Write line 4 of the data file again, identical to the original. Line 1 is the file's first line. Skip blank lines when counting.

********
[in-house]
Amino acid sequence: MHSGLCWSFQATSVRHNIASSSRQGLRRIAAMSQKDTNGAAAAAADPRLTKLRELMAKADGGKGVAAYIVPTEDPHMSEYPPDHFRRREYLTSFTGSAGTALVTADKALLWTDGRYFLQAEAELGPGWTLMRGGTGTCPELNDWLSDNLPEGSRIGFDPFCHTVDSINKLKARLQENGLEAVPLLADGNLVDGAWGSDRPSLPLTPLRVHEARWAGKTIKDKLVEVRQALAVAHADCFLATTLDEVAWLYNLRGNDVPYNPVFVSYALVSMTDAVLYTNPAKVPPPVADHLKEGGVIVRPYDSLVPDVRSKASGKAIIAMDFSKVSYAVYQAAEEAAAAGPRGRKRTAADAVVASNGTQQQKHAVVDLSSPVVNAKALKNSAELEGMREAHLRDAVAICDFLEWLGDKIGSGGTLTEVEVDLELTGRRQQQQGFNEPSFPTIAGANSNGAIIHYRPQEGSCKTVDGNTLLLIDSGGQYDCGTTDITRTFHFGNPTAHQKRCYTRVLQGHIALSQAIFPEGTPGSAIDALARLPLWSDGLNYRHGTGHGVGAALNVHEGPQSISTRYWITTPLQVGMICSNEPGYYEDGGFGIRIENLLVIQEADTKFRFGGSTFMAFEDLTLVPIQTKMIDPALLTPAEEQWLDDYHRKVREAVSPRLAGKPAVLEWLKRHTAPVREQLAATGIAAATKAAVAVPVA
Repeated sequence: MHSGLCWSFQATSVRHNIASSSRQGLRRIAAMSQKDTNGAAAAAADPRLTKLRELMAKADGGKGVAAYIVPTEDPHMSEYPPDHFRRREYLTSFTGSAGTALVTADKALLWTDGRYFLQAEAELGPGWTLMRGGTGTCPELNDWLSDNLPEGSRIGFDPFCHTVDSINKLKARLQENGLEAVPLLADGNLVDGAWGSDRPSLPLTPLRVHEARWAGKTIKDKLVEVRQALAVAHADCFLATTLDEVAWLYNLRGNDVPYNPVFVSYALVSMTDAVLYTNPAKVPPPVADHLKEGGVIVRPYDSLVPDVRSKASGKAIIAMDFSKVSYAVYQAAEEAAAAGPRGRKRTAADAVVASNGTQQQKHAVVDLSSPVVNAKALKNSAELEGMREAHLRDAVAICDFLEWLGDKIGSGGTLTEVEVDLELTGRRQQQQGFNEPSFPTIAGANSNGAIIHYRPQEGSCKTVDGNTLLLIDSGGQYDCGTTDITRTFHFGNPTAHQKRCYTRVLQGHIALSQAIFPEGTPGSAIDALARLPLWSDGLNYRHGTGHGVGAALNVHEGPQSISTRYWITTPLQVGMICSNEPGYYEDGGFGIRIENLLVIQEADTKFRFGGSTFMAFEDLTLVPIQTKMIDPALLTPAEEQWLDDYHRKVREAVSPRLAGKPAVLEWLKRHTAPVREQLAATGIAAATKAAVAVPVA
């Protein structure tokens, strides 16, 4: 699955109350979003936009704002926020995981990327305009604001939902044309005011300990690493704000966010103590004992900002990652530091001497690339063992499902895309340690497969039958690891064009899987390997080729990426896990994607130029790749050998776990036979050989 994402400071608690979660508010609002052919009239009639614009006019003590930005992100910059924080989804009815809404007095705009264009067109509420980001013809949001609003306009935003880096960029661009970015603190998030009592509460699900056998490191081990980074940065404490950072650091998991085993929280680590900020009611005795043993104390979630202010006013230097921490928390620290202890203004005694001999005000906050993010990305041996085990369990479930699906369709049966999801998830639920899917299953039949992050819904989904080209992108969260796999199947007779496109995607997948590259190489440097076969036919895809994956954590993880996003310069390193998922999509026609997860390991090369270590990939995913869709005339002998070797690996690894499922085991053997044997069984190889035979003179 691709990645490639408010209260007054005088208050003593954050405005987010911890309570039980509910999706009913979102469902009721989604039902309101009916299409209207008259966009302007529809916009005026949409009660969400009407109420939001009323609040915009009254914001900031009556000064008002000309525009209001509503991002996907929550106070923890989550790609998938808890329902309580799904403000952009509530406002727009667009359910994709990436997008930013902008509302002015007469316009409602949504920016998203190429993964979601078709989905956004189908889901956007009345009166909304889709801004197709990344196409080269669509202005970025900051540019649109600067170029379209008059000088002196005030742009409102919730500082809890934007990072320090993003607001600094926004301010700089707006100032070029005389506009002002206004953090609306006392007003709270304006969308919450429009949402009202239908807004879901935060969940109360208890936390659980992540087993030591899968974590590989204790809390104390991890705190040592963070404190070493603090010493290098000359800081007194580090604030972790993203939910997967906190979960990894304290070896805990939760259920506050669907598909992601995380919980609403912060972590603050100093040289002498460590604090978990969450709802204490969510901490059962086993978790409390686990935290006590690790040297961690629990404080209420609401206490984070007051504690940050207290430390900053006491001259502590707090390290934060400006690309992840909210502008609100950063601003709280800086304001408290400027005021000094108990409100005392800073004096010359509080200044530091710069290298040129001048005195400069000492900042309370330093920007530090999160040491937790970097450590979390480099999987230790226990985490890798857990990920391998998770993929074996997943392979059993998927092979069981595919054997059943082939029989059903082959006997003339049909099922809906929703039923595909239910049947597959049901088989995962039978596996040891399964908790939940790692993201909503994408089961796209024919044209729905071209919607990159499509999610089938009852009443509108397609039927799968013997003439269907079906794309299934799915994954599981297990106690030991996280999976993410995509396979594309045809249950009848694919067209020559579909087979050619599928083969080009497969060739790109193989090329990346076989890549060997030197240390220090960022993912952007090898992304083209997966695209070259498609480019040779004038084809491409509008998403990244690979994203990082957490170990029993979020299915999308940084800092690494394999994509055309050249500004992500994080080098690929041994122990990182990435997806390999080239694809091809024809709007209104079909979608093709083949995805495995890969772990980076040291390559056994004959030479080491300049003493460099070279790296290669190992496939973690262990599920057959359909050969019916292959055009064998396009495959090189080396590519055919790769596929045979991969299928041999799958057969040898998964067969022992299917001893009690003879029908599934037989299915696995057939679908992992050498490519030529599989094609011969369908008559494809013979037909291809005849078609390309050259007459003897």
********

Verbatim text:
């Protein structure tokens, strides 16, 4: 699955109350979003936009704002926020995981990327305009604001939902044309005011300990690493704000966010103590004992900002990652530091001497690339063992499902895309340690497969039958690891064009899987390997080729990426896990994607130029790749050998776990036979050989 994402400071608690979660508010609002052919009239009639614009006019003590930005992100910059924080989804009815809404007095705009264009067109509420980001013809949001609003306009935003880096960029661009970015603190998030009592509460699900056998490191081990980074940065404490950072650091998991085993929280680590900020009611005795043993104390979630202010006013230097921490928390620290202890203004005694001999005000906050993010990305041996085990369990479930699906369709049966999801998830639920899917299953039949992050819904989904080209992108969260796999199947007779496109995607997948590259190489440097076969036919895809994956954590993880996003310069390193998922999509026609997860390991090369270590990939995913869709005339002998070797690996690894499922085991053997044997069984190889035979003179 691709990645490639408010209260007054005088208050003593954050405005987010911890309570039980509910999706009913979102469902009721989604039902309101009916299409209207008259966009302007529809916009005026949409009660969400009407109420939001009323609040915009009254914001900031009556000064008002000309525009209001509503991002996907929550106070923890989550790609998938808890329902309580799904403000952009509530406002727009667009359910994709990436997008930013902008509302002015007469316009409602949504920016998203190429993964979601078709989905956004189908889901956007009345009166909304889709801004197709990344196409080269669509202005970025900051540019649109600067170029379209008059000088002196005030742009409102919730500082809890934007990072320090993003607001600094926004301010700089707006100032070029005389506009002002206004953090609306006392007003709270304006969308919450429009949402009202239908807004879901935060969940109360208890936390659980992540087993030591899968974590590989204790809390104390991890705190040592963070404190070493603090010493290098000359800081007194580090604030972790993203939910997967906190979960990894304290070896805990939760259920506050669907598909992601995380919980609403912060972590603050100093040289002498460590604090978990969450709802204490969510901490059962086993978790409390686990935290006590690790040297961690629990404080209420609401206490984070007051504690940050207290430390900053006491001259502590707090390290934060400006690309992840909210502008609100950063601003709280800086304001408290400027005021000094108990409100005392800073004096010359509080200044530091710069290298040129001048005195400069000492900042309370330093920007530090999160040491937790970097450590979390480099999987230790226990985490890798857990990920391998998770993929074996997943392979059993998927092979069981595919054997059943082939029989059903082959006997003339049909099922809906929703039923595909239910049947597959049901088989995962039978596996040891399964908790939940790692993201909503994408089961796209024919044209729905071209919607990159499509999610089938009852009443509108397609039927799968013997003439269907079906794309299934799915994954599981297990106690030991996280999976993410995509396979594309045809249950009848694919067209020559579909087979050619599928083969080009497969060739790109193989090329990346076989890549060997030197240390220090960022993912952007090898992304083209997966695209070259498609480019040779004038084809491409509008998403990244690979994203990082957490170990029993979020299915999308940084800092690494394999994509055309050249500004992500994080080098690929041994122990990182990435997806390999080239694809091809024809709007209104079909979608093709083949995805495995890969772990980076040291390559056994004959030479080491300049003493460099070279790296290669190992496939973690262990599920057959359909050969019916292959055009064998396009495959090189080396590519055919790769596929045979991969299928041999799958057969040898998964067969022992299917001893009690003879029908599934037989299915696995057939679908992992050498490519030529599989094609011969369908008559494809013979037909291809005849078609390309050259007459003897």